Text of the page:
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An announcement Anadarko is set to drill a $US100 million test well off the Otago coast in January is good news for a Dunedin economy ''struggling for jobs'', Otago Chamber of Commerce president Peter McIntyre says.
The Texas-based company said yesterday it would be drilling a deep-water test well 60km off the coast of Otago Peninsula at the bottom of the Canterbury Basin.
Mr McIntyre said the announcement was ''really positive news'' for the Otago economy.
If it did strike large amounts of gas or oil, it would give engineering and other industries a big boost, he said.
Dunedin needed to put its ''best foot forward'' as a base for the company if drilling was successful.
However, both he and Dunedin Mayor Dave Cull emphasised it was early days yet and it remained unknown whether anything would be found.
''I have had conversations with New Zealand Oil and Gas, [Shell and Anadarko] and it keeps coming back to how big whatever they find is,'' Mr Cull said.
Dunedin's proximity to the proposed drill area would be a ''positive'' when it came to the company choosing which city would be a base, he said.
Anadarko corporate affairs manager Alan Seay said drilling the about $US100 million ($NZ129.358 million) well would take between 50 and 60 days and be carried out by the just-built oil drilling ship Noble Bob Douglas after it completed drilling off the Taranaki coast.
The exact location had yet to be chosen, but it would be at a depth of 1100m, Mr Seay said.
It had planned to drill in the area in the past two summers, but was unable to because of a global shortage of drilling rigs. After earlier looking at drilling up to two test wells, it had now settled on one.
Asked about the chances either oil or gas would be discovered, he said: ''When you spend $US100 million to drill, it shows a reasonably strong commitment, a reasonably strong expectation, but the odds are always against finding something.''
It was more likely that natural gas would be found than oil, but this would only become apparent after drilling.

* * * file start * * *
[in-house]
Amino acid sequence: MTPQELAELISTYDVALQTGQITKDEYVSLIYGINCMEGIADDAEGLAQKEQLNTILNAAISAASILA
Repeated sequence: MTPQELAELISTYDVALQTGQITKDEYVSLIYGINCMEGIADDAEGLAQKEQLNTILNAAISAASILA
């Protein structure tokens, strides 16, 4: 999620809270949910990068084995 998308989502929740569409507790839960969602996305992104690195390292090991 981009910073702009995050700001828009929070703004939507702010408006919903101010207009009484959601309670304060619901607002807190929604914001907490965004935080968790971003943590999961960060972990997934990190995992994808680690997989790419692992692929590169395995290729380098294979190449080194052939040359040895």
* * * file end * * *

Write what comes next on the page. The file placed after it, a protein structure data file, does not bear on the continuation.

The ''discovery phase'' would not bring much in the way of jobs to Dunedin, but the drilling ship, which would have about 200 staff on board, would be re-supplied from Port Chalmers.
If it did strike oil or gas, the next step would be to run an appraisal drilling programme over ''several seasons'' to get an idea how big the discovery was and whether it was worth going into production. This process could take about five years.
It was yet to be decided whether Dunedin would be chosen as a base of operations if production went ahead, but the city's proximity to the drill site would be an advantage.
It accepted some would be opposed to drilling and their right to protest, but the company would make ''no compromises when it comes to the safety of the environment and personnel''.
''As with any field of human endeavour, things can go wrong, but Anadarko has an excellent track record as an operator in this regard.''
Despite not being required to, it had lodged an environmental impact assessment for the well with the Environmental Protection Authority.
Cr Jinty MacTavish said drilling of the Otago coast was ''negative'' because any oil or gas find would contribute further to global warming.
''Any additional fossil fuels that we find and that we burn as a globe is significantly reducing the hope that we can have a South Dunedin that isn't under water for example.''
She was also concerned about the risks of an oil spill and was ''uncomfortable'' with the fact the well was ''quite deep'' and in rough water.
Anadarko had a 25% stake in the the ill-fated Deepwater Horizon well which exploded and sank in the Gulf of Mexico in 2010, to become the United States' largest environmental disaster.
Drilling for oil
- Anadarko Oil exploration and production company based in Texas.
- As of the end of last year, had 2.56 billion barrels of proved oil equivalent reserves (BOE).
- Produced about 732,000 BOE per day last year.
- Employs more than 5300 people worldwide.
- Has been engaged in New Zealand since 2008 with exploration programmes in the Taranaki and Canterbury Basins.
- Has an office in Wellington.
- A basin of about 360,000sq km, extending onshore from the Canterbury Plains out to an offshore region east of the South Island.
- Eight onshore wells between 1920 and 2008. Five offshore wells from 1970 to 2006.
- Has many similarities to the productive Taranaki Basin, with prospects for gas condensate and oil.
Source: New Zealand Petroleum & Minerals